Take action today!
Following the demise of Ringling Brothers Circus – after a failure to adapt to changing attitudes and falling ticket sales – big cat trainer Alexander Lacey plans to return to Europe and present his outdated act there. He will reportedly bring his circus cats (8 tigers, 6 lions, and a leopard) to Germany sometime mid-July, though the permit application will remain open for public comment until July 21st, to allow public comment/review of previously omitted information. ADI’s initial submission (under the prior Docket ID) is available for reference at this link, and will be updated per the new information and deadline:
Oppose the export of these animals!
Comments on the permit application are being invited by the US Fish & Wildlife Service until extended deadline – Friday 21 July so please take action today.
1. Go to the website: https://www.regulations.gov/docket?D=FWS-HQ-IA-2017-0027
2. Go to ‘Comment now’ (under Primary Documents)
3. Copy and paste our template below into the response box, personalizing as needed
4. Include your name below and press ‘Continue’
5. If you are happy with your response, check the box to indicate you understand it may be published online and press ‘Submit comment’
6. Enter your email details to receive an email acknowledgment.
Brenda Tapia, Program Analyst/Data Administrator
Division of Management Authority
U.S. Fish and Wildlife Service Headquarters, MS: IA
5275 Leesburg Pike
Falls Church, VA 22041– 3803
Docket ID: FWS-HQ-IA-2017-0027
Reference: Feld Entertainment Inc, PRT-22685C
Dear Ms. Tapia,
Concerned for the welfare of the animals involved, I would like to register my opposition to PRT-22685C which seeks approval for the export of 6 lions, 8 tigers, and 1 leopard to Germany, c/o Alexander Lacey.
Investigations undertaken by Animal Defenders International of circuses owned by Martin Lacey Sr, who exported a number of the big cats included in the application from the UK to US and is the father of Alexander Lacey, document 10+ years of family animal abuse, including:
- Tigers lashed with whips and hit with sticks by Martin Lacey Sr and his daughter Natasha Lacey.
- Elephants viciously abused, punched, and hit with brooms and sticks by their presenter and groom. Martin Lacey Sr told Members of the Parliament in the UK that the elephants were not chained, yet ADI video evidence showed that they were chained every day, for up to 11 hours.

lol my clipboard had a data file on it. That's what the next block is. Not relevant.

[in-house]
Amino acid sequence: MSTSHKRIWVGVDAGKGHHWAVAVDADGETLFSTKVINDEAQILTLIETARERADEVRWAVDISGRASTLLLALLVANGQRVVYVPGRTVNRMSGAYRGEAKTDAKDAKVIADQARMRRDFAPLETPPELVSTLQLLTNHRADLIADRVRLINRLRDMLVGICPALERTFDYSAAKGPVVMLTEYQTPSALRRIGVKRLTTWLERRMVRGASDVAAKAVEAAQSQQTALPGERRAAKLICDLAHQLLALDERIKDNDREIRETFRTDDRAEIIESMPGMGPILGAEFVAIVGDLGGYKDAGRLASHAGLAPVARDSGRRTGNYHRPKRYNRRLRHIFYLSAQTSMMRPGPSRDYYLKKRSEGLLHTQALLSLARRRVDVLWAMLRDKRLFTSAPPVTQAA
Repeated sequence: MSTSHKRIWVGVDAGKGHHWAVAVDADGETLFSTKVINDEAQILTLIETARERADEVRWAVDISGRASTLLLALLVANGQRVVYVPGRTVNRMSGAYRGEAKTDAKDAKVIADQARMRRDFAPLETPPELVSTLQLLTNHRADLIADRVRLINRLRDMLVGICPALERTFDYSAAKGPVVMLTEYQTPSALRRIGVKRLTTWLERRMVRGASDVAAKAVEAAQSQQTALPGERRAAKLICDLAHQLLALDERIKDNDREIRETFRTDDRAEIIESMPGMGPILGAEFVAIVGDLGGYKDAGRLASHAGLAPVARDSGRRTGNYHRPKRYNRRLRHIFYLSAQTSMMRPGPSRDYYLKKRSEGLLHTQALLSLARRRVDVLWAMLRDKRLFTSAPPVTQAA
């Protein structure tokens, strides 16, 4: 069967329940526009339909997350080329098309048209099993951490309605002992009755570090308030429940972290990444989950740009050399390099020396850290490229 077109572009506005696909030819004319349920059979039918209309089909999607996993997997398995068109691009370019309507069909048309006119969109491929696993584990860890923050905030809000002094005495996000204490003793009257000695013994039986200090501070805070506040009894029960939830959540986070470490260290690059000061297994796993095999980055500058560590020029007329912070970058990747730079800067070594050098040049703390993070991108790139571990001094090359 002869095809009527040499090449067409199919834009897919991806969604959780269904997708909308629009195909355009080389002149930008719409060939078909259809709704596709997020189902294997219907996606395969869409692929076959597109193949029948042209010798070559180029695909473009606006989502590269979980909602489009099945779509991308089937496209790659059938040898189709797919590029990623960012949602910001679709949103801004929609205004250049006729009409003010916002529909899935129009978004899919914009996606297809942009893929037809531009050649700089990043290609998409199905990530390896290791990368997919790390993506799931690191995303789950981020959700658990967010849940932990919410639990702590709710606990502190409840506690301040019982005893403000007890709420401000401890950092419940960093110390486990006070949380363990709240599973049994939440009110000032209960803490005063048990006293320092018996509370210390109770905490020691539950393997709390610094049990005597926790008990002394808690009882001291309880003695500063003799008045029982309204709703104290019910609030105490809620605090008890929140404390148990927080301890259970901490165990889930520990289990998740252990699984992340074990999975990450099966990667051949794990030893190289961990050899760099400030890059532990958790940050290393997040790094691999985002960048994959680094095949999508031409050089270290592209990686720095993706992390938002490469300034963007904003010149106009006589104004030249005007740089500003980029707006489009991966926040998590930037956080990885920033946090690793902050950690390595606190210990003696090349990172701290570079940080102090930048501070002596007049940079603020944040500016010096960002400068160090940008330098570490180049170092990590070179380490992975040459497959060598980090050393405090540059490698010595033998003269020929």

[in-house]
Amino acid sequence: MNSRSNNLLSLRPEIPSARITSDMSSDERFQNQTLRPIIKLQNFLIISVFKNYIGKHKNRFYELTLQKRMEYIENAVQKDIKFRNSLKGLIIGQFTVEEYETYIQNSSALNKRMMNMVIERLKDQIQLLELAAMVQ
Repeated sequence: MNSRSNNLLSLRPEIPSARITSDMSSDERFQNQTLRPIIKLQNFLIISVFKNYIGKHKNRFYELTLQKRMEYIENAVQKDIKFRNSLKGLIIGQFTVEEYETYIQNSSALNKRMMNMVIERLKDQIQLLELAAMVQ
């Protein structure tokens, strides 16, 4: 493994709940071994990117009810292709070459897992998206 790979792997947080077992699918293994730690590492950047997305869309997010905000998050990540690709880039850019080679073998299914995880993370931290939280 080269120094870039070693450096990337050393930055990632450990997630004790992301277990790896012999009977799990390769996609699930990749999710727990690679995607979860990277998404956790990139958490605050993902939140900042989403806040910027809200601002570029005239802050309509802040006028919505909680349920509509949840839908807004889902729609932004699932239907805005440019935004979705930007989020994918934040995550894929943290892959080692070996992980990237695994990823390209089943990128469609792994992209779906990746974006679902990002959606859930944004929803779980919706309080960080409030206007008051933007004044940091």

- Lions and tigers confined in transporters 27 hours for a journey time of 3 hours 25 minutes.
- UK Government circus inspection reports revealed big cats lived the whole year in cages on the back of transporters; tigers gave birth while on tour; and an elephant that was “chronically and obviously lame,” with a chronic abscess that “should be seen by a veterinary surgeon … as soon as possible.”
- Alexander Lacey’s “beastman” lost his temper and lashed out at and hit tigers in a beast wagon. He also hit a lionness in the mouth with a metal bar.
- Alexander Lacey jabbed a big cat hard with a stick, and concealed a seriously injured lioness from inspectors.
Claims in the permit application that the use of the big cats in circuses provides educational and conservation benefits are not supported by current evidence. Expert analysis of scientific evidence commissioned by the Welsh Government and undertaken by Professor Steven Harris at Bristol University states that “Life for wild animals in travelling circuses…does not appear to constitute either a ‘good life’ or a ‘life worth living’” and that “[T]he education and conservation role of travelling circuses…..is likely to be marginal, and any potential educational and conservation benefits are likely to be outweighed by the negative impression generated by using wild animals for entertainment.”
The Federation of Veterinarians of Europe, representing veterinary organizations from 38 European countries, recommends “all European and national competent authorities to prohibit the use of wild mammals in travelling circuses across Europe” stating “There is little or no educational, conservational, research or economic benefit derived from the use of wild mammals in travelling circuses that might justify their use. In addition to the welfare considerations, the use of wild mammals in circuses can represent serious animal health and public health and safety risks.”
In consideration of the above, I urge the US Fish and Wildlife Service to reject PRT-22685C and the applicant to instead retire the animals to a GFAS-accredited sanctuary.